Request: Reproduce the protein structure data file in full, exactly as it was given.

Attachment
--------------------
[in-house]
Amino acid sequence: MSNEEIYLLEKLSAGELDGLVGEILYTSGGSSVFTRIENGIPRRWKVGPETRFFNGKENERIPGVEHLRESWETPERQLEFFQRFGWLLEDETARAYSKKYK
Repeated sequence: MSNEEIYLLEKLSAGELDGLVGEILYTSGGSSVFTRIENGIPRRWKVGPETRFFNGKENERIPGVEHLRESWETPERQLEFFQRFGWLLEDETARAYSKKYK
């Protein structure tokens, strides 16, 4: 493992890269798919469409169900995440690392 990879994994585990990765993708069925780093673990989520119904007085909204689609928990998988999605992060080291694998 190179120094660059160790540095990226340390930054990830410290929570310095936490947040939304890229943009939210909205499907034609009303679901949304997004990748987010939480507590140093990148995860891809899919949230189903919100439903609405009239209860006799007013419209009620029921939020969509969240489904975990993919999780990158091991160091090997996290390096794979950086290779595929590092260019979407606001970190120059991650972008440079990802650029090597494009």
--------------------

[in-house]
Amino acid sequence: MSNEEIYLLEKLSAGELDGLVGEILYTSGGSSVFTRIENGIPRRWKVGPETRFFNGKENERIPGVEHLRESWETPERQLEFFQRFGWLLEDETARAYSKKYK
Repeated sequence: MSNEEIYLLEKLSAGELDGLVGEILYTSGGSSVFTRIENGIPRRWKVGPETRFFNGKENERIPGVEHLRESWETPERQLEFFQRFGWLLEDETARAYSKKYK
């Protein structure tokens, strides 16, 4: 493992890269798919469409169900995440690392 990879994994585990990765993708069925780093673990989520119904007085909204689609928990998988999605992060080291694998 190179120094660059160790540095990226340390930054990830410290929570310095936490947040939304890229943009939210909205499907034609009303679901949304997004990748987010939480507590140093990148995860891809899919949230189903919100439903609405009239209860006799007013419209009620029921939020969509969240489904975990993919999780990158091991160091090997996290390096794979950086290779595929590092260019979407606001970190120059991650972008440079990802650029090597494009």